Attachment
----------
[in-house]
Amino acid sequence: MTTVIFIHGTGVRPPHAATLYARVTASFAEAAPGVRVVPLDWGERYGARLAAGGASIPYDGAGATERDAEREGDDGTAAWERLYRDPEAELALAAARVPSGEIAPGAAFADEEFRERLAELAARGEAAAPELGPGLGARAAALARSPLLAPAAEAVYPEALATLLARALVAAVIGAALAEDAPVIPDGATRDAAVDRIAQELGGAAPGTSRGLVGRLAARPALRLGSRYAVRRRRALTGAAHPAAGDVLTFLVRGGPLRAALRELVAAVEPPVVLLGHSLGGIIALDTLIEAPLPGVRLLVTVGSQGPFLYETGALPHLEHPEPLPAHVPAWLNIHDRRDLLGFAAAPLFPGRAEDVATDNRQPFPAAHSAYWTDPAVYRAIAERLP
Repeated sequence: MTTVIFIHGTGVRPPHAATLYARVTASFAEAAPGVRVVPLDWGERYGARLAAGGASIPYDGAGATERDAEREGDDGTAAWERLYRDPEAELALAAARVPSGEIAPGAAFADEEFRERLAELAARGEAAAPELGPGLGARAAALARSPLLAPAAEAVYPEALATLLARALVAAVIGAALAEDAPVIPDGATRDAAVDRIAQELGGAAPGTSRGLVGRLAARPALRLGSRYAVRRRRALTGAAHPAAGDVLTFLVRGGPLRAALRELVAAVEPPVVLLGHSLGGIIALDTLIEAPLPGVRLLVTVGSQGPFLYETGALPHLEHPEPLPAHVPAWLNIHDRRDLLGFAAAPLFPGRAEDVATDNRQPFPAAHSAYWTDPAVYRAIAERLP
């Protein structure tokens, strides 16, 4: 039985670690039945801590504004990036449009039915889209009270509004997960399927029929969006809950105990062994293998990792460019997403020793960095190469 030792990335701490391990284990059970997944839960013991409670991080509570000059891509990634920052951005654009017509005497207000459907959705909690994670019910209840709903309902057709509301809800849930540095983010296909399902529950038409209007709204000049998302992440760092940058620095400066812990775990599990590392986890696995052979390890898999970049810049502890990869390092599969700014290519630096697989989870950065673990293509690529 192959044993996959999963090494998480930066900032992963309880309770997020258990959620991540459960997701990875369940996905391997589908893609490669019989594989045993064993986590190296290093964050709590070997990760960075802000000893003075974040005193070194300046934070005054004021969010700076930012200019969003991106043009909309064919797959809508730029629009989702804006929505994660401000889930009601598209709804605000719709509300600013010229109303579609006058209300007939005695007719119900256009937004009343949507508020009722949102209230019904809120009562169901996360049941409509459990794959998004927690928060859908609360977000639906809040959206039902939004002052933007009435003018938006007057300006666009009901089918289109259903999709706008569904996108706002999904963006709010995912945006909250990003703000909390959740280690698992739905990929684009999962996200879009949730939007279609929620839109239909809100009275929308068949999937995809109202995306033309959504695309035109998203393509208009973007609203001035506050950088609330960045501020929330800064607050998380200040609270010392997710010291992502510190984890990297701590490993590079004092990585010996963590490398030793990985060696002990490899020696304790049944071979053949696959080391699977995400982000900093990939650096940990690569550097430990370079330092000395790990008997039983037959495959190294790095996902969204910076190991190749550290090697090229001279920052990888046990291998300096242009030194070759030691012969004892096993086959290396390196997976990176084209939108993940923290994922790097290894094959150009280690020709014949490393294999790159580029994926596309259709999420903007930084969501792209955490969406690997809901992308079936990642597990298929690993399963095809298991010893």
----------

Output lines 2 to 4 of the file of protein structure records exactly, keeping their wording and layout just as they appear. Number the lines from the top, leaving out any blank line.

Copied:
Amino acid sequence: MTTVIFIHGTGVRPPHAATLYARVTASFAEAAPGVRVVPLDWGERYGARLAAGGASIPYDGAGATERDAEREGDDGTAAWERLYRDPEAELALAAARVPSGEIAPGAAFADEEFRERLAELAARGEAAAPELGPGLGARAAALARSPLLAPAAEAVYPEALATLLARALVAAVIGAALAEDAPVIPDGATRDAAVDRIAQELGGAAPGTSRGLVGRLAARPALRLGSRYAVRRRRALTGAAHPAAGDVLTFLVRGGPLRAALRELVAAVEPPVVLLGHSLGGIIALDTLIEAPLPGVRLLVTVGSQGPFLYETGALPHLEHPEPLPAHVPAWLNIHDRRDLLGFAAAPLFPGRAEDVATDNRQPFPAAHSAYWTDPAVYRAIAERLP
Repeated sequence: MTTVIFIHGTGVRPPHAATLYARVTASFAEAAPGVRVVPLDWGERYGARLAAGGASIPYDGAGATERDAEREGDDGTAAWERLYRDPEAELALAAARVPSGEIAPGAAFADEEFRERLAELAARGEAAAPELGPGLGARAAALARSPLLAPAAEAVYPEALATLLARALVAAVIGAALAEDAPVIPDGATRDAAVDRIAQELGGAAPGTSRGLVGRLAARPALRLGSRYAVRRRRALTGAAHPAAGDVLTFLVRGGPLRAALRELVAAVEPPVVLLGHSLGGIIALDTLIEAPLPGVRLLVTVGSQGPFLYETGALPHLEHPEPLPAHVPAWLNIHDRRDLLGFAAAPLFPGRAEDVATDNRQPFPAAHSAYWTDPAVYRAIAERLP
């Protein structure tokens, strides 16, 4: 039985670690039945801590504004990036449009039915889209009270509004997960399927029929969006809950105990062994293998990792460019997403020793960095190469 030792990335701490391990284990059970997944839960013991409670991080509570000059891509990634920052951005654009017509005497207000459907959705909690994670019910209840709903309902057709509301809800849930540095983010296909399902529950038409209007709204000049998302992440760092940058620095400066812990775990599990590392986890696995052979390890898999970049810049502890990869390092599969700014290519630096697989989870950065673990293509690529 192959044993996959999963090494998480930066900032992963309880309770997020258990959620991540459960997701990875369940996905391997589908893609490669019989594989045993064993986590190296290093964050709590070997990760960075802000000893003075974040005193070194300046934070005054004021969010700076930012200019969003991106043009909309064919797959809508730029629009989702804006929505994660401000889930009601598209709804605000719709509300600013010229109303579609006058209300007939005695007719119900256009937004009343949507508020009722949102209230019904809120009562169901996360049941409509459990794959998004927690928060859908609360977000639906809040959206039902939004002052933007009435003018938006007057300006666009009901089918289109259903999709706008569904996108706002999904963006709010995912945006909250990003703000909390959740280690698992739905990929684009999962996200879009949730939007279609929620839109239909809100009275929308068949999937995809109202995306033309959504695309035109998203393509208009973007609203001035506050950088609330960045501020929330800064607050998380200040609270010392997710010291992502510190984890990297701590490993590079004092990585010996963590490398030793990985060696002990490899020696304790049944071979053949696959080391699977995400982000900093990939650096940990690569550097430990370079330092000395790990008997039983037959495959190294790095996902969204910076190991190749550290090697090229001279920052990888046990291998300096242009030194070759030691012969004892096993086959290396390196997976990176084209939108993940923290994922790097290894094959150009280690020709014949490393294999790159580029994926596309259709999420903007930084969501792209955490969406690997809901992308079936990642597990298929690993399963095809298991010893």